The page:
Until now, I’ve kept this blog pretty well focused on my writing, but there are three facts that compel me to move in a different direction today (and I will list them for you, Rafa Benitez-style):
Fact #1: The World Cup kicks off in Brazil this Thursday.
Fact #2: I really, really like soccer.
Fact #3: I have a blog where I’m free to write about whatever I like.
I’m guessing that you’ve probably figured out where I’m going with this… for the next few weeks, there’s going to be a lot of soccer talk on this blog. So, gentle readers, I beg your indulgence while I live out my fantasy of being a sports pundit.
I like to think of myself as a decently-informed soccer fan, but the World Cup always serves as a reminder of how much I don’t know. If you follow the NFL, or Major League Baseball, you likely have a pretty good handle on the world’s best football and baseball players. Basketball has a more global footprint, but the NBA is still a huge cut above anything else out there. Soccer is different. Top players play in so many different leagues that it’s almost impossible to keep tabs on all of them unless it’s your job.
That said, I think it’s relevant to disclose my background as a soccer fan, mostly so you can understand my limitations as an observer. I support Liverpool, so I follow the English Premier League very closely (as an aside, I visited Anfield in December, which was a massive thrill). I also watch quite a few matches from the UEFA Champions League, so I get some exposure to the biggest teams from the rest of Europe there, and occasionally I’ll catch something from the German, Spanish or Italian leagues (but usually only involving the same big clubs that are in the Champions League). I watch MLS as well, but not necessarily with the same week-in, week-out commitment.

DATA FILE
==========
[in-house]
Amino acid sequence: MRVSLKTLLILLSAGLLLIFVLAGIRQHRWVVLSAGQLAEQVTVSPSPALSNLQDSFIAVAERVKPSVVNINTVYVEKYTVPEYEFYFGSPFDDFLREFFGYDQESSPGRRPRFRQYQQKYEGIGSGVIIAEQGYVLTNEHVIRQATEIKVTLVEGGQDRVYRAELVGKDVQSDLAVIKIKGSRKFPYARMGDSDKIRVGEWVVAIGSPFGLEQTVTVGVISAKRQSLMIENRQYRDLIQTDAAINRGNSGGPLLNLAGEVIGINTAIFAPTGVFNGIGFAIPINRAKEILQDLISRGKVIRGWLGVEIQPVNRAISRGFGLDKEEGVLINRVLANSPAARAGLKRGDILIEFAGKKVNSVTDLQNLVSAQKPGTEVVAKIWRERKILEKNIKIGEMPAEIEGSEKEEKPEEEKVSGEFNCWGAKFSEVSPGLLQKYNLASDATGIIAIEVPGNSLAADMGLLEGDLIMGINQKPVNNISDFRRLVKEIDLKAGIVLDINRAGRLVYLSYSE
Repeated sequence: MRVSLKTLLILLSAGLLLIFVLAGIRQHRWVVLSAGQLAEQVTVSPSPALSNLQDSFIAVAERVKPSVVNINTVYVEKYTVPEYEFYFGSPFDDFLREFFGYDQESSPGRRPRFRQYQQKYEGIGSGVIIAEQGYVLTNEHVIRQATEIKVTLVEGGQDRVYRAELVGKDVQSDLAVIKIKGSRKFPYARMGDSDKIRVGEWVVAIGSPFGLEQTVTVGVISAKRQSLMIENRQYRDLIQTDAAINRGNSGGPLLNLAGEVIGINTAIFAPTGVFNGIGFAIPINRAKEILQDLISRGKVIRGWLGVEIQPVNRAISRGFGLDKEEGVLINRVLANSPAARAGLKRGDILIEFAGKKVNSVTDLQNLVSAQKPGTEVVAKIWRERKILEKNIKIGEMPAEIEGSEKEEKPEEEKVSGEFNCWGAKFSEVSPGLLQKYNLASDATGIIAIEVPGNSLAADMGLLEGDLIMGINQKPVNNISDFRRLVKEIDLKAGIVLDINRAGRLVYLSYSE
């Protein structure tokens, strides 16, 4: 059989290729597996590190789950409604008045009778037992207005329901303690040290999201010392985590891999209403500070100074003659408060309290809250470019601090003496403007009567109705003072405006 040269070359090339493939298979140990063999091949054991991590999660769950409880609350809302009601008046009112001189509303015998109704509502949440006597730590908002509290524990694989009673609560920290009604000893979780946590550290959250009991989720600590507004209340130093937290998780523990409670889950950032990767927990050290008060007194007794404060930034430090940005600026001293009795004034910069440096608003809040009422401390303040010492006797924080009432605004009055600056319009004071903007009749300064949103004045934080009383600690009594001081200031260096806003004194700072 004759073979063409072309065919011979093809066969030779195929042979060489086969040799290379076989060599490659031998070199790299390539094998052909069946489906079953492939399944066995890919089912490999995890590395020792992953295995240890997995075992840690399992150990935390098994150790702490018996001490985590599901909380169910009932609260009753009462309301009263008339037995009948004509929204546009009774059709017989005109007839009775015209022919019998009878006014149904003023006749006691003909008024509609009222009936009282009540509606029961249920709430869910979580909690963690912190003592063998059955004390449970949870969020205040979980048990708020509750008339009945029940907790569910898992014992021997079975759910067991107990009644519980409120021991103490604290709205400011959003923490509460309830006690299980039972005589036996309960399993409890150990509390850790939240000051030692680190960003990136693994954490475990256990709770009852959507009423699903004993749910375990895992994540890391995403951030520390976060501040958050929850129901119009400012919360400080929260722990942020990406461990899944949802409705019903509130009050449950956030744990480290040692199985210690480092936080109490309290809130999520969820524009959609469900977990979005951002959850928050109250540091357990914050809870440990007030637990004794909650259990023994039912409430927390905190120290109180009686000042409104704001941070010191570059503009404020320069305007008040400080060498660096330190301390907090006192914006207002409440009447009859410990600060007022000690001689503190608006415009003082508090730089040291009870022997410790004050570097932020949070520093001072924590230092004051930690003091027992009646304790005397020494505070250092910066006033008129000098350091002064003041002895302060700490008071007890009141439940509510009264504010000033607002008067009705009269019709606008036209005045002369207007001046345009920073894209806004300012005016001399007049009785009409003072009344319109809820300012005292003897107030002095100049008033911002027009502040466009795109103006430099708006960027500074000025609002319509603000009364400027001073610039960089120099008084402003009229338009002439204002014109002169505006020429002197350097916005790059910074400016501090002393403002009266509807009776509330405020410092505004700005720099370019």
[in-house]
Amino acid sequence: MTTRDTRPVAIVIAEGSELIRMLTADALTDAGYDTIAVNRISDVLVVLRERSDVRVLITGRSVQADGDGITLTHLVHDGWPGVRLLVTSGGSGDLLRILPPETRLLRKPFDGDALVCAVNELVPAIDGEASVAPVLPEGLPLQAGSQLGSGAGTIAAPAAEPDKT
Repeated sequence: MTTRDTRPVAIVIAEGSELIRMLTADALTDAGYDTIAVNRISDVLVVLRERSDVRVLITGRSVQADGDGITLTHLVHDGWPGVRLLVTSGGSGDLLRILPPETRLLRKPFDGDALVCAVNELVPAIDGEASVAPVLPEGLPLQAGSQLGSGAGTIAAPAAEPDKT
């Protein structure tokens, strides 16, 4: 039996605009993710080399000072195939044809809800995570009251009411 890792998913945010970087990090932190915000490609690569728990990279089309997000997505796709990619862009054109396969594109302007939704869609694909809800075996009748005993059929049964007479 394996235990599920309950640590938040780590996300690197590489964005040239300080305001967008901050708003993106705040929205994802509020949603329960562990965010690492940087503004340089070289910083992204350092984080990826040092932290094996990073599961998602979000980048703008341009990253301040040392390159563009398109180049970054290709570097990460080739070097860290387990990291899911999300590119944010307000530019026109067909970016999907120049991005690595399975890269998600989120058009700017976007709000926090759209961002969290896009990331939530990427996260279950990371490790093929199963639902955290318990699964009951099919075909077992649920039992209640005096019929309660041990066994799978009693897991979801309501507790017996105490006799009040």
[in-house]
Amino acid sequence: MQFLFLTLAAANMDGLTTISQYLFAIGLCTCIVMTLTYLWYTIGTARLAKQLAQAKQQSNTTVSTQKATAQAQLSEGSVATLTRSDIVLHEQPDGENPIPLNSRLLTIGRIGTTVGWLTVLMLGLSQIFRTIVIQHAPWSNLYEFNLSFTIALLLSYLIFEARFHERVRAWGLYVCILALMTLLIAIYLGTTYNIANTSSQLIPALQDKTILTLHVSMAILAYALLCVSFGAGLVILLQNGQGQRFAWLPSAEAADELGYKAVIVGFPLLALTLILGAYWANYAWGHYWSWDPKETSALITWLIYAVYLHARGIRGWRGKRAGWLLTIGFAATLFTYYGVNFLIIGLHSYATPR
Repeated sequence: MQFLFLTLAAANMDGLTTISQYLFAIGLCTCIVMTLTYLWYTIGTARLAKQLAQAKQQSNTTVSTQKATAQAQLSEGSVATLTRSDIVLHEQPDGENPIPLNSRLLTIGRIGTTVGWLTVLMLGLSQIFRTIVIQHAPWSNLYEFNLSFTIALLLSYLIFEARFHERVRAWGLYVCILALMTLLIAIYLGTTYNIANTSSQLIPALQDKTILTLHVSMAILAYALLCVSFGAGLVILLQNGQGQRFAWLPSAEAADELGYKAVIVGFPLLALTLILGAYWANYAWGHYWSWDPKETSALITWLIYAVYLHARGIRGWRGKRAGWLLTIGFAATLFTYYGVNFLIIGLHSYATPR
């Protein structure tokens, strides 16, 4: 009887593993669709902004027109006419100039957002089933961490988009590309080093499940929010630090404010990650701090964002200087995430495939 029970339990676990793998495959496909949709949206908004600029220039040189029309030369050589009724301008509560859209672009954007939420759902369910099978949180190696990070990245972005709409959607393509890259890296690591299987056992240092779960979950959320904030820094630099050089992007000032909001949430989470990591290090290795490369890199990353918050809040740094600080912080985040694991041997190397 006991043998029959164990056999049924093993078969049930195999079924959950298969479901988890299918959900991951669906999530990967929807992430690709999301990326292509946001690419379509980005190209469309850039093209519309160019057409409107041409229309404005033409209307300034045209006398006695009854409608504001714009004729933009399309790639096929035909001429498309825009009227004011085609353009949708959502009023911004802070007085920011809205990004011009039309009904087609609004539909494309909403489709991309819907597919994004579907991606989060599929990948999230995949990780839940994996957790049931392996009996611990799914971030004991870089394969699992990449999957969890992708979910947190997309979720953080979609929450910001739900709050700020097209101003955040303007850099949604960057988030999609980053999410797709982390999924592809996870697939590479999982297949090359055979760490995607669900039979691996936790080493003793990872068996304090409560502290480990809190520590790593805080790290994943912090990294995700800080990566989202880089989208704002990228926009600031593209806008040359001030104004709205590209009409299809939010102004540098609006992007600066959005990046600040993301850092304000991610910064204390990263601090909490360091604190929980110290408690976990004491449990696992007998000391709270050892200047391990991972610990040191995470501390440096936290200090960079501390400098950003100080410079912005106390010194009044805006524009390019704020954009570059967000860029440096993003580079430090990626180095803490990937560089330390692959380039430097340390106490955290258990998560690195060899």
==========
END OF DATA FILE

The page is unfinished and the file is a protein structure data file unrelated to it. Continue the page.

Of course, that means that I don’t watch much from Mexico, South America, the Middle East, Asia, Africa… and there will be plenty of players at this World Cup who ply their trade in those leagues. Some of them will undoubtedly impact the proceedings in Brazil, and I will wind up feeling embarassed at having only been vaguely aware of them (or, worse, completely unaware of them) at the start of the tournament.
So, aware of my limitations but undaunted by them, I thought that I would give you my thoughts on each of the groups. I’ll start with Groups A and B today, and move on to the others as the week goes on.
We start with the home team, who are favored by many to lift the trophy on 13 July. I’m going to limit my discussion here to the group stage, so I won’t venture a guess (just yet) about their ultimate fate; for now, I’ll just hop on the bandwagon and agree with all the folks that are backing Brazil to win Group A. My sense is that they’ll get through it fairly easily. This may not be a “great” Brazilian squad, at least not in the context of their illustrious history, but they should have more than enough talent to dispose of Cameroon, Croatia and Mexico, especially with the raucous support of the home crowd. Obviously, they will be under incredible pressue to win the whole thing, and that might hinder them, but I don’t think it’ll happen in the group stage.